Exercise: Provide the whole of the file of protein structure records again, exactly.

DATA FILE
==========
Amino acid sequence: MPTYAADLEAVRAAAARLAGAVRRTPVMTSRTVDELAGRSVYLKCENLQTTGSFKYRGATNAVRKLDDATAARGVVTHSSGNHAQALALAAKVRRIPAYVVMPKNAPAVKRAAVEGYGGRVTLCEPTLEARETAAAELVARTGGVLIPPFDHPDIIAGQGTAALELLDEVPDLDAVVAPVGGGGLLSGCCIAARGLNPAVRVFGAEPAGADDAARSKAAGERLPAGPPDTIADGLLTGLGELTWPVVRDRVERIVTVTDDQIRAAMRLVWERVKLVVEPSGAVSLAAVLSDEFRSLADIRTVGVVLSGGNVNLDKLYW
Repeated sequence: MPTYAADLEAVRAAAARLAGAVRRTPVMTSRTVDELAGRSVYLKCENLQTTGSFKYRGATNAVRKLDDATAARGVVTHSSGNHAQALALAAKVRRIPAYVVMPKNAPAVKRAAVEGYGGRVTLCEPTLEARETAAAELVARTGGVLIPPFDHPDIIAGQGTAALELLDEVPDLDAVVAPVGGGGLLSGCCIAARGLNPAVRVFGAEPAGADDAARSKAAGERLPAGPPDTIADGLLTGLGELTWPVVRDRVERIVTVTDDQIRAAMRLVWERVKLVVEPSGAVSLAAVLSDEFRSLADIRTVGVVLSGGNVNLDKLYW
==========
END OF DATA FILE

Amino acid sequence: MPTYAADLEAVRAAAARLAGAVRRTPVMTSRTVDELAGRSVYLKCENLQTTGSFKYRGATNAVRKLDDATAARGVVTHSSGNHAQALALAAKVRRIPAYVVMPKNAPAVKRAAVEGYGGRVTLCEPTLEARETAAAELVARTGGVLIPPFDHPDIIAGQGTAALELLDEVPDLDAVVAPVGGGGLLSGCCIAARGLNPAVRVFGAEPAGADDAARSKAAGERLPAGPPDTIADGLLTGLGELTWPVVRDRVERIVTVTDDQIRAAMRLVWERVKLVVEPSGAVSLAAVLSDEFRSLADIRTVGVVLSGGNVNLDKLYW
Repeated sequence: MPTYAADLEAVRAAAARLAGAVRRTPVMTSRTVDELAGRSVYLKCENLQTTGSFKYRGATNAVRKLDDATAARGVVTHSSGNHAQALALAAKVRRIPAYVVMPKNAPAVKRAAVEGYGGRVTLCEPTLEARETAAAELVARTGGVLIPPFDHPDIIAGQGTAALELLDEVPDLDAVVAPVGGGGLLSGCCIAARGLNPAVRVFGAEPAGADDAARSKAAGERLPAGPPDTIADGLLTGLGELTWPVVRDRVERIVTVTDDQIRAAMRLVWERVKLVVEPSGAVSLAAVLSDEFRSLADIRTVGVVLSGGNVNLDKLYW